Being a Feminist Doesn’t Mean Young Women Should Vote for Hillary



Former U.S. Secretary of State Madeleine Albright endorses Hillary Clinton in New Hampshire February 6, 2016. Phot credit: Reuters/Adrees Latif

Mary Berg, Editor-in-Chief

Recently, former Secretary of State and feminist icon Madeleine Albright repeated a remark that has aggravated many feminists across the nation, especially millennials.

On Feb. 7, at a Hillary Clinton rally in New Hampshire, Albright said her controversial line, “There’s a special place in hell for women who don’t help other women.”

The former Secretary of State has reiterated this quote for over 40 years; however, this time, she angled the statement so that it referred to the young female electorate that is currently not voting for Clinton.

Though Albright remarked to the press that she was “taken out of context,” one issue remains—being a feminist does not mean that young women like myself must vote for Hillary Clinton.

Feminism is a broadly interpreted term that has changed drastically since the advent of the feminist movement during the 1960s and 1970s. For many older generations of Americans, the word “feminism” can have a negative connotation, associated with bra-burning and man-shaming.

However, the current generation of young women truly do not identify with this image of feminism, and instead interprets the term simply as an advocacy for the equality of men and women. Many feminist ideals today include advocating for equal pay, ending the oversexualization of the female body, and ensuring the rights and fair treatment of victims of sexual assault, all in the interest of equalizing the sexes.

Yet, when an exceptionally powerful woman like Madeleine Albright makes a comment like she did, feminism in its true definition can be distorted.

Being a woman who identifies as a feminist shouldn’t determine political vote. Carefully considering each candidate, his or her platforms, policies, and actions, independent of gender, is an action that truly represents feminism’s current definition. If women do not believe Hillary Clinton is the best candidate, then they should by no means be held responsible for voting her into office. Neither should women be shamed into voting for another candidate whose platforms they embrace, even if that candidate is a man.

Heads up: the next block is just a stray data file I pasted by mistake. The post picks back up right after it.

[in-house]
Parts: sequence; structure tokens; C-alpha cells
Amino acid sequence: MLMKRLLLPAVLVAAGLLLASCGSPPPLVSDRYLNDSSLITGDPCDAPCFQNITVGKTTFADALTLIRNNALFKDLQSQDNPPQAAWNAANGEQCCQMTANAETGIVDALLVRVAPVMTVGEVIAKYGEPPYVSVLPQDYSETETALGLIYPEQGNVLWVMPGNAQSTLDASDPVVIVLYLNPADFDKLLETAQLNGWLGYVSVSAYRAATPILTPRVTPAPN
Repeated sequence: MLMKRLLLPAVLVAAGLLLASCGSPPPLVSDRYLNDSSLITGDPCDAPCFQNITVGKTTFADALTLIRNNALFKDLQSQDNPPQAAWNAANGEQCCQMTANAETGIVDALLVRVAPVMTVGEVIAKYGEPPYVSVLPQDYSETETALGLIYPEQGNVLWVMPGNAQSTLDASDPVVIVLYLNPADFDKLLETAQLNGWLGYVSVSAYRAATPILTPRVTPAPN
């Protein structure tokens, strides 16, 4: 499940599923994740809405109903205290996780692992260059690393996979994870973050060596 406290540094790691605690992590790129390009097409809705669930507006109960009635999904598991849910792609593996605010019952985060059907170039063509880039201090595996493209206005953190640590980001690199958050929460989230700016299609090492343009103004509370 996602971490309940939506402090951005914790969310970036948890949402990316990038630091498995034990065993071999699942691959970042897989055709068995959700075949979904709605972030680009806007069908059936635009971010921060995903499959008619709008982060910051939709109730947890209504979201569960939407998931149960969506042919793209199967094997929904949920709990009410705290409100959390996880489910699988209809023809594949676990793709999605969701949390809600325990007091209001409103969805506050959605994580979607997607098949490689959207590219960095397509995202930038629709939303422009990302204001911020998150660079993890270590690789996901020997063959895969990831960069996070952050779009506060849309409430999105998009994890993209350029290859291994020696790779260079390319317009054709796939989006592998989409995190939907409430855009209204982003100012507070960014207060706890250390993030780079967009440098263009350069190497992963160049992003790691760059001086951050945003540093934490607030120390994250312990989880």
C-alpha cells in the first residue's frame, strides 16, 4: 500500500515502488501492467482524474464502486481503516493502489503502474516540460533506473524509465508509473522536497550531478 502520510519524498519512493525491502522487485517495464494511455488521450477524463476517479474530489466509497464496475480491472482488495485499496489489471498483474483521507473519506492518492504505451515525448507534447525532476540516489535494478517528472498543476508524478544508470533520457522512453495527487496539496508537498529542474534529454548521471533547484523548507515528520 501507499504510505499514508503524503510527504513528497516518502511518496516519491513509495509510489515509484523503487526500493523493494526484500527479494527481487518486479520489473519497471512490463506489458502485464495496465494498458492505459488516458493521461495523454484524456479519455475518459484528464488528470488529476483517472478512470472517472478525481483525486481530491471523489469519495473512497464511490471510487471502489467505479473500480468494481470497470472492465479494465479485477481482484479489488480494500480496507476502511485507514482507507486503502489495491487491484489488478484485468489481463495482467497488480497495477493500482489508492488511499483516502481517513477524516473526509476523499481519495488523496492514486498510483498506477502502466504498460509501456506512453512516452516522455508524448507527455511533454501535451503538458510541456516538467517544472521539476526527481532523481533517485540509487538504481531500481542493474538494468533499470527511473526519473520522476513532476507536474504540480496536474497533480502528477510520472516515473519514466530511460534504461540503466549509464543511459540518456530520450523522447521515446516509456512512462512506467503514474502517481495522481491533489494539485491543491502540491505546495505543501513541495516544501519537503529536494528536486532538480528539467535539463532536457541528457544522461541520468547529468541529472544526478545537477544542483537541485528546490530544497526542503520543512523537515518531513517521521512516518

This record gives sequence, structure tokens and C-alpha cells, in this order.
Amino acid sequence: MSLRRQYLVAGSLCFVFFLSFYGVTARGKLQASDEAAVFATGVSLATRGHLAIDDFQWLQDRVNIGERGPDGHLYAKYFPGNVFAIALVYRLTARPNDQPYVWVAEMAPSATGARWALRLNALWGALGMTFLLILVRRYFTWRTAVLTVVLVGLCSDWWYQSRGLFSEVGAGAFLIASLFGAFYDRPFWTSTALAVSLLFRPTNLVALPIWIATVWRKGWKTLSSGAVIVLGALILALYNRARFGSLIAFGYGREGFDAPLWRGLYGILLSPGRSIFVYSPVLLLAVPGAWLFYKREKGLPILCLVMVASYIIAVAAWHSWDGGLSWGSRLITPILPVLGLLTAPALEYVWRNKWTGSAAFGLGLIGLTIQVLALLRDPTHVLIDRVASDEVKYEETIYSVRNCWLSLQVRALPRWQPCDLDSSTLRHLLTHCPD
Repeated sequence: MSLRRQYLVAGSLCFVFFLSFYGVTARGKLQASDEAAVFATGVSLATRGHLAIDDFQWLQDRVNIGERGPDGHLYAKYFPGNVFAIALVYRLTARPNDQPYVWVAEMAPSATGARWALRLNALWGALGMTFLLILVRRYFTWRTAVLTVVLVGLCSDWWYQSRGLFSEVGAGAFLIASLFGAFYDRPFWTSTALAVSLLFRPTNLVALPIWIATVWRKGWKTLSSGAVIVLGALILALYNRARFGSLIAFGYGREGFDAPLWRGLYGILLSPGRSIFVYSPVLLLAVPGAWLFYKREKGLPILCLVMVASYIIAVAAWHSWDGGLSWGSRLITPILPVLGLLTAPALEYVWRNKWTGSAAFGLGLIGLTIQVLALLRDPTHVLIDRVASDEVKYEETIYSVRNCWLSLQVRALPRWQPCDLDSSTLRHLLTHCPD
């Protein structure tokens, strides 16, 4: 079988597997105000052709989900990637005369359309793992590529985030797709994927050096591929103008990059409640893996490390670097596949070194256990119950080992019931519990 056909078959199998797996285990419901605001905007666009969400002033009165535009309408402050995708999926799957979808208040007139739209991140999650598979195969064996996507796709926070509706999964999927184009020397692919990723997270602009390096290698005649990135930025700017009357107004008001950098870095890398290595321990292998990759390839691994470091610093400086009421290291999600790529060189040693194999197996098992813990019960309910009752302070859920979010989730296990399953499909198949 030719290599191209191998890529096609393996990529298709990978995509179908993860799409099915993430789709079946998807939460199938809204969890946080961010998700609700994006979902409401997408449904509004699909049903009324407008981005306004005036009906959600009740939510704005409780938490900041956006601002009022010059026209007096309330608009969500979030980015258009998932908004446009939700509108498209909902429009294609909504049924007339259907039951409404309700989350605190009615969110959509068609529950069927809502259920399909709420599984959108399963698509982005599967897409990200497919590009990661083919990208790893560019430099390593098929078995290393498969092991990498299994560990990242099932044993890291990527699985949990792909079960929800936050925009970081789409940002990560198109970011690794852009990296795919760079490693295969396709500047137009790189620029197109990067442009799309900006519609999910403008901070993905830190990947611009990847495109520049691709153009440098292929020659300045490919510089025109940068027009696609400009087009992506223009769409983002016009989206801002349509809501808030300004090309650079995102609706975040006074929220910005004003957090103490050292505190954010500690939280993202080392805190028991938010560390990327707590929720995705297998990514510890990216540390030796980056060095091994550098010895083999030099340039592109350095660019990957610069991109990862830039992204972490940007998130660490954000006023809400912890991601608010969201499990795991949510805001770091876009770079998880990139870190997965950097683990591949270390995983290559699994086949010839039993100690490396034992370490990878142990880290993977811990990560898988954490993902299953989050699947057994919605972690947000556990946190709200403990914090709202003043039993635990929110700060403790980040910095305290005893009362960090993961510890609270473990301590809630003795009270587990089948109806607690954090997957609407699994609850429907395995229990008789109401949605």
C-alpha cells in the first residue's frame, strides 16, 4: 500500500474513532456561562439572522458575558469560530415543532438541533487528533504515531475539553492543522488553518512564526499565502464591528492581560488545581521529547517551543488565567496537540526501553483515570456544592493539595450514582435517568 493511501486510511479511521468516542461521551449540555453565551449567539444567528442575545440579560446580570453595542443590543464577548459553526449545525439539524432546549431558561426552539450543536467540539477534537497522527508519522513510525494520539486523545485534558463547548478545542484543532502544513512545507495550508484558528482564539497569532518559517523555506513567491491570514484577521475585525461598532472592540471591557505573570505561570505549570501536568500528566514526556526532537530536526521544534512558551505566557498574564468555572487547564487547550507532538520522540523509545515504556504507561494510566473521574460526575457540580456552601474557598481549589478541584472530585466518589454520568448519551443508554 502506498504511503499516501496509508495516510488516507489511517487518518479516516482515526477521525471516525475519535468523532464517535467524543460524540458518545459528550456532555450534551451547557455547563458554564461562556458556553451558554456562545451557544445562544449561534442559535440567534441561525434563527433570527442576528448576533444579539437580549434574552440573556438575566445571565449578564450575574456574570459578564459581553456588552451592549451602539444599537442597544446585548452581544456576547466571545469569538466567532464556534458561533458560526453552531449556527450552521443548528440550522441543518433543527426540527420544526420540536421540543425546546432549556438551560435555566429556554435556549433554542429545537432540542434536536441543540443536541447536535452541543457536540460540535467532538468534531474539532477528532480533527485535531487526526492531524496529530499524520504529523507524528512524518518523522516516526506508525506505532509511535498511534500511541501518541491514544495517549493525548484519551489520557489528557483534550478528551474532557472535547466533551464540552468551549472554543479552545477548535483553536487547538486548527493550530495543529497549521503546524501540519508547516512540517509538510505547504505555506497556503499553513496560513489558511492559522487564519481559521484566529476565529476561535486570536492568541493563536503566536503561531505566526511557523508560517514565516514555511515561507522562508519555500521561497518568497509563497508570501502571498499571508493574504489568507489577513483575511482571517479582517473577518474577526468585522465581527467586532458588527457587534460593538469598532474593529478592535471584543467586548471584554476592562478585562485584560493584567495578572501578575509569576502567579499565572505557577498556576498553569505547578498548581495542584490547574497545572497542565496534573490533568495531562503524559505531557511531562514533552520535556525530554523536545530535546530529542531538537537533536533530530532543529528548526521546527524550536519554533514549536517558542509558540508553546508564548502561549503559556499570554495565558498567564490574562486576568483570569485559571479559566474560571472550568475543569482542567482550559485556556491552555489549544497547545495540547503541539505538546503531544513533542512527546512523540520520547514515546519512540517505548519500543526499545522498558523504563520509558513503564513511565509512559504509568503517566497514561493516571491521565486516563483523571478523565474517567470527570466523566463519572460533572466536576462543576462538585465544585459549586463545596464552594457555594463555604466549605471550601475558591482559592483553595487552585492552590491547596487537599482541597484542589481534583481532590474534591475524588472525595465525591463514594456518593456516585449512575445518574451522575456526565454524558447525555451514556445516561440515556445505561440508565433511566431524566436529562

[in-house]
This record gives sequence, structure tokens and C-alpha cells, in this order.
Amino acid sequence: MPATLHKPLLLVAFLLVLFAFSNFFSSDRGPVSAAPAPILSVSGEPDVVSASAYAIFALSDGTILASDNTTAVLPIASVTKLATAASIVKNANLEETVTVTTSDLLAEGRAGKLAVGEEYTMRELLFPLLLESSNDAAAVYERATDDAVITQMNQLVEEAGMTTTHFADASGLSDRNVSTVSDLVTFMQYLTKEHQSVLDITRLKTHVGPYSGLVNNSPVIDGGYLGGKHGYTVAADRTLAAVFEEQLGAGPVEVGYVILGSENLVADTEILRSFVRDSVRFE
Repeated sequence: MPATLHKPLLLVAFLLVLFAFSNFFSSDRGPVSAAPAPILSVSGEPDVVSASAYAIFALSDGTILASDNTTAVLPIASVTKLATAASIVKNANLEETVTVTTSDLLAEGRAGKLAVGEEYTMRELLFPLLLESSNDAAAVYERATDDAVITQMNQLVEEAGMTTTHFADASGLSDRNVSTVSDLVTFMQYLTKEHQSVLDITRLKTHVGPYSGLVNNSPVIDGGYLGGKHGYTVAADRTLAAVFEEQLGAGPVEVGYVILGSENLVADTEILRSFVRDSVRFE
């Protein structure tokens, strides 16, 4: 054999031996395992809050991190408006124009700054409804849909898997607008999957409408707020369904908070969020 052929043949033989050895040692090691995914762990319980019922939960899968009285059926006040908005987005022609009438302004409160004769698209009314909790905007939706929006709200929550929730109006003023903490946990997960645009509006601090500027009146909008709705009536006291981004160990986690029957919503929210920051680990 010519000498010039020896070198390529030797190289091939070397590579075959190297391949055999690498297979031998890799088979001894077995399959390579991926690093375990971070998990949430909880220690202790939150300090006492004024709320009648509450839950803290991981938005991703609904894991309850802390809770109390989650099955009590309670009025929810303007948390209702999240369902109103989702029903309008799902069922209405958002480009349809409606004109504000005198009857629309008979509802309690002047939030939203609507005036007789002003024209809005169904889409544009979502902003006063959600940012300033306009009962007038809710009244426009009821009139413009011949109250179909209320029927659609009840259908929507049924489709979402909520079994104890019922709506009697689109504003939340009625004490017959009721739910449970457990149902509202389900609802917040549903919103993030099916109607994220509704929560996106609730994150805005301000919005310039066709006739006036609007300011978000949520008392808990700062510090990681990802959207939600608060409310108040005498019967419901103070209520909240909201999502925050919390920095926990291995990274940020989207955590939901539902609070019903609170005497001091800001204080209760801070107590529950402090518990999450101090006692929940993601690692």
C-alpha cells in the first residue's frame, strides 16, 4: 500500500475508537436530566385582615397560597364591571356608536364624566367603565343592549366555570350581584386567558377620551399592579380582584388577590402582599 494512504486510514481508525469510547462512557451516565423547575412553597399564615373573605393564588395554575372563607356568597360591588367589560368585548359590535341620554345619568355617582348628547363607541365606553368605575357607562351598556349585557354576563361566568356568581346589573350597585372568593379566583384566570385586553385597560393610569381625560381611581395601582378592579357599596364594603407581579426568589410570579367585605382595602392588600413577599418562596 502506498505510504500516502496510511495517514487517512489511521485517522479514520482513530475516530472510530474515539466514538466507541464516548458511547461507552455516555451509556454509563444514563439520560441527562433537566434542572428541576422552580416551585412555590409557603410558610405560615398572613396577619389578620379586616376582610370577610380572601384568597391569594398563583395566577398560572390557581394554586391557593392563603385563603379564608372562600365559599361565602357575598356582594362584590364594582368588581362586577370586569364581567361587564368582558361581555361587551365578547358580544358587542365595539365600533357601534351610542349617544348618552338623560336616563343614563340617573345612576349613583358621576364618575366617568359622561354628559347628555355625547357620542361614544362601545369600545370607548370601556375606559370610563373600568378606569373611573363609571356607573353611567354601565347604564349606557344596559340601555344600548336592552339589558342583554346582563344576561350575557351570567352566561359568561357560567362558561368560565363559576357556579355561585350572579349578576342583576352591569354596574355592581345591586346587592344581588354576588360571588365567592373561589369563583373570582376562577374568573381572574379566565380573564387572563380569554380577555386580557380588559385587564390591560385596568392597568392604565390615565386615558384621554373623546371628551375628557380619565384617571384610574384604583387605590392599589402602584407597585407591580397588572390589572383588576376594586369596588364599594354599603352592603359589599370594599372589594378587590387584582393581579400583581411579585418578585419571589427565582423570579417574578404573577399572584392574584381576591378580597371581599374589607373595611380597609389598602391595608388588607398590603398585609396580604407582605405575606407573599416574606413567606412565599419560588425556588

Emma Watson advocating for the feminist movement at the UN. Photo credit: Giphy
Emma Watson advocating for the feminist movement at the UN. Photo credit: Giphy

As young women, it is especially important to keep in mind that voting for a woman just because she is a woman is in fact contrary to the feminist ideal. That action can be equated to a man not voting for a woman just because she is a woman. Evaluating a person solely based on their gender, whether it be a politician, businessperson, teacher, or ANY person, is inherently anti-feminist and  sexist.

This is not to say that it wouldn’t be a remarkable feminist achievement if a woman was voted into the highest office in the United States, arguably the world’s foremost political superpower. However, women should not necessarily vote for Hillary just because of her historical potential from a gender perspective. Women, and men for that matter, should vote for whoever they believe will be the best person to direct an entire branch of our government, no matter what their gender.

That person may or may not be Hillary Clinton—that is a matter of political opinion. The fact is that her gender should not sway my vote as a young woman, nor should it sway anyone else’s.

Being a feminist means that I value men and women equally, but it does not mean that I must vote for Hillary.